|Cover from Goodreads.com|
There's two things to discuss. First, what the book is about and second, what it feels like. In this case the feel is more important aspect but I'll discuss both.
The "Silver John" stories (as far as I can tell, Wellman never referred to them as such) takes place in the 1950s in the Appalachian region of North Carolina. This time was contemporary when Wellman first began these stories but the novels were written in the late 70s and early 80s while the tales remained set in the 1950s.
They are about a wandering minstrel named John - no last name is ever given. John is a friendly fellow who knows a ton of people, gets along with nearly everyone, and seems to know a little bit about most everything and if he doesn't know something, he'll know someone who does.
In this story Wellman becomes involved in a dispute between two neighbors on Wolter Mountain. The Forshay family has new neighbors, two Englishmen who star causing trouble, making a claim for land that has been with the Forshays since before the American Revolution. John is a guest of the Forshays and decides to help smooth things over. Without giving away the whole story, John becomes involved in a conflict involving druidic magic, Native American magic, folklore, and ancient civilizations predating modern humanity.
Tonewise, the book is a delight to read. As a New Englander I imagine I view the people of the southern Appalachians through a certain stereotyped lens. Wellman makes this region into a magical place. Creed Forshay is a self-reliant man, not formally educated but his time in the navy during World War I gave him the knowledge to provide his house with electricity and plumbing. Despite his lack of education he is proud of his son Luke's college degree. Creed and Luke are both open-minded towards the magic they encounter in the course of the novel. John is with the Forshay's as Luke's guest. Over the course of the novel John enlists the help of Molly Christopher, an anthropological expert, and Ruben Manco, a highly educated Cherokee. Manco is great fun to read - when he doesn't like someone or just meets them he can be very standoffish and will talk like a Native American caricature and then when he warms up to someone he takes on the role of a highly educated social scientist. (Wellman uses the term "Indian" to refer to Manco - it's not so much political correctness that has me using "Native American" as the fact that as an engineer I work with many people from the Indian subcontinent which is what I think of by default when I use the term "Indian".)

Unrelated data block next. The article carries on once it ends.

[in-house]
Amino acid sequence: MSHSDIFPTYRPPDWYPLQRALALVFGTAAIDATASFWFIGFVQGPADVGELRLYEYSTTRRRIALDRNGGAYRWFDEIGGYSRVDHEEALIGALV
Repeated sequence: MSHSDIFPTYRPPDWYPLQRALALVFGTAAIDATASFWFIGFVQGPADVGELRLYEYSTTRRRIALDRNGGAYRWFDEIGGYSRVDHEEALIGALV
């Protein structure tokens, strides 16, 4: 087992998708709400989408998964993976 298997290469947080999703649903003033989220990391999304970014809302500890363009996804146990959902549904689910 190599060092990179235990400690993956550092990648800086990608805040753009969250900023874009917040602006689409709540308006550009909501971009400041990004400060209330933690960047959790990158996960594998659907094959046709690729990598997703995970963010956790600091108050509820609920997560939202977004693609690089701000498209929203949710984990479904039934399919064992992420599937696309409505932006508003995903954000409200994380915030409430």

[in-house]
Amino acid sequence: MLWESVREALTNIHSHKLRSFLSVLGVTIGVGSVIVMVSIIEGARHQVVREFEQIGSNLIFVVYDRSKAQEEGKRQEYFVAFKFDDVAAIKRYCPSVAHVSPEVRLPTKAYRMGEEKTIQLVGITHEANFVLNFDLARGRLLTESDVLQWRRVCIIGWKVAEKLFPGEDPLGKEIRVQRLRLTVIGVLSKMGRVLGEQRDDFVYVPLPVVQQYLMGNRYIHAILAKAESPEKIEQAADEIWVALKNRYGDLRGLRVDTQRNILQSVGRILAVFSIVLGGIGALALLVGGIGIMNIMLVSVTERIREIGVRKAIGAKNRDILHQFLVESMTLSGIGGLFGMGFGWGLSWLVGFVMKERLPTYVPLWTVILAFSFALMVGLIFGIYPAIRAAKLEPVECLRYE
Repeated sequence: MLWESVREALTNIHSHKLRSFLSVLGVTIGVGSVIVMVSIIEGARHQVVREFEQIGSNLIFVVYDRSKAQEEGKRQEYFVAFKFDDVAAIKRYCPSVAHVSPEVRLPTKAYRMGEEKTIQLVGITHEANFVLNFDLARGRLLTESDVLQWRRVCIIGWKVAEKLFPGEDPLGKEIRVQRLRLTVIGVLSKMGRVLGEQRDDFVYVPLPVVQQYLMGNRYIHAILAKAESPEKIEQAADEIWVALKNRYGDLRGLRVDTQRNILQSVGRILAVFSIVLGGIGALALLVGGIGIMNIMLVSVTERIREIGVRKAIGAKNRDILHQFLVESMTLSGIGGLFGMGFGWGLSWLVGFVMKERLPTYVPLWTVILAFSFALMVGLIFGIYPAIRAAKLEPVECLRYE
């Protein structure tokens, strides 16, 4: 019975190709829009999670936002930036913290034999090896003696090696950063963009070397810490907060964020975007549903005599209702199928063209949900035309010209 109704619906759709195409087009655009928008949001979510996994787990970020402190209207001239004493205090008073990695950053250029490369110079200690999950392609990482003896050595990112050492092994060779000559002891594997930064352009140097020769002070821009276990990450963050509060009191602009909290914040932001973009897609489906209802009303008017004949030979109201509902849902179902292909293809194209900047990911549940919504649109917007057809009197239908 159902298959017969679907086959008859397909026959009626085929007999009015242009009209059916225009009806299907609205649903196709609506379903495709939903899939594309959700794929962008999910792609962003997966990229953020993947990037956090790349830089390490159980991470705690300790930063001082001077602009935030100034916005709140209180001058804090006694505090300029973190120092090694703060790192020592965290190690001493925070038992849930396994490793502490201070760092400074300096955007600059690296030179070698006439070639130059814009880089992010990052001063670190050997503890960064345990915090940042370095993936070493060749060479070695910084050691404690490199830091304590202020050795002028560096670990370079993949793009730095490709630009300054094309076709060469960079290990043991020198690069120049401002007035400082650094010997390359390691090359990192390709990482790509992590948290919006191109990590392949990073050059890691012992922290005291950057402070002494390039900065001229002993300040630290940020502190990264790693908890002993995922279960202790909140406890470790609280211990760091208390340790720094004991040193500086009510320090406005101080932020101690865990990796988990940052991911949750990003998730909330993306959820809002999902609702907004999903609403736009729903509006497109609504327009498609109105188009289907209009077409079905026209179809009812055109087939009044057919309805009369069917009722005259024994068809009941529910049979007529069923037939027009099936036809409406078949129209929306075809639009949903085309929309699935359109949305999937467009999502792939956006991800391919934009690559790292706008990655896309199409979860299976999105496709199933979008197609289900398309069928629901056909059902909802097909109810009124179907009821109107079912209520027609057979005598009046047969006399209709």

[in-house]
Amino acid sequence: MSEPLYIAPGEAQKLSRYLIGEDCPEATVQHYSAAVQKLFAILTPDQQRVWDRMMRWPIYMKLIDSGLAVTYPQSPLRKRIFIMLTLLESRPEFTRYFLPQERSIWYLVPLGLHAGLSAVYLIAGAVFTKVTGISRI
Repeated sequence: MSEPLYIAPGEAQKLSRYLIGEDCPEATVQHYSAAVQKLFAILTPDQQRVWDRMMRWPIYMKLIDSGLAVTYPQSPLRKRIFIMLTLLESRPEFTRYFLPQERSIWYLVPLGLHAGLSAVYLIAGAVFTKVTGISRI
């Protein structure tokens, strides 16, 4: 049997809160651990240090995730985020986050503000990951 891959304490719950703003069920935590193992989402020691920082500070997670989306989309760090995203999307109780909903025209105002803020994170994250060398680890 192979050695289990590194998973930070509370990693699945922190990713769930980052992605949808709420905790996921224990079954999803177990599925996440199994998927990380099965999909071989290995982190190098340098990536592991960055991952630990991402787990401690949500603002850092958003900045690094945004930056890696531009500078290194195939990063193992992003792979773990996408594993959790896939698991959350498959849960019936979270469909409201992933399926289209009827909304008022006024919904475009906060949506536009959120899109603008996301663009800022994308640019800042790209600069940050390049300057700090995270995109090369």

Wellman captures what I assume to be accurate regional speech patterns. He was a long-time resident of North Carolina and the speech patterns feel very natural. He also effortlessly transfers you to a world where magic is right behind the nearest rock if you just look for it and believe. I love the Appalachians that pass through my part of the United States - when I was in my twenties and early thirties I made many trips to the White Mountains of New Hampshire (and as I try to return to some semblance of my younger fitness, I'm hoping to return). There's nothing quite like the view you earn from climbing a four thousand footer with your own two feet, nor is there a feeling like it, with the unbelievably fresh air and cleansing breeze. (And then a thunderstorm hits and stays with you the long hike down - glad I always packed my rain gear...) I can tell Wellman had a similar love for his Appalachian Mountains in North Carolina. I often thought about having a fantasy RPG campaign set in some analogue of the White Mountains and it was a delight to find an author who gracefully tapped folklore and legends to do something just along those lines.
While on the topic of fantasy RPGs I can definitely see what Wellman was doing in Appendix N. John is clearly an inspiration for the D&D bard class. I don't know if druidic magic played a role in earlier Wellman works (as this book came to late to be an inspiration for the druid class), but it is also a fine example of druidic magic and lore in a fantasy setting.
I mentioned earlier that Wellman's works are tough to get a hold of in digital (or even printed) form. Below is a listing of his "Silver John" works and how best to obtain them.
- Silver John Short Stories - probably the easiest to obtain.
- Paizo recently reprinted the collection Who Fears the Devil - The Complete Silver John. Amazon doesn't seem to carry it any more themselves but various third parties do and Paizo still seems to have it available.
- Baen Ebooks' Mountain Magic reprints the Silver John stories. It is important to note that only the ebook version reprints them, the physical book has stories by Henry Kuttner instead. Apparently the Kuttner estate would not license digital rights so Baen replaced the Kuttner stories with Wellman's Silver John stories.
- Audible carries the audibook Owls Hoot in the Daytime and Other Omens: Selected Stories of Manly Wade Wellman, Volume 5, which has the entirety of the Silver John stories.
- The Old Gods Waken (1979) - This is where things start getting more difficult. It's out of print but it wasn't difficult to find used copies at a reasonable price. Also, Audible carries this as an audiobook as well, though not the rest of the novels.
- Later novels. The following are the remaining Silver John novels. They seem to get more difficult to obtain as the series goes on.
- After Dark (1980)
- The Lost and Lurking (1981)
- The Hanging Stones (1982)
- Voice of the Mountain (1984)
Final note. Manly Wade Wellman is a wicked cool name.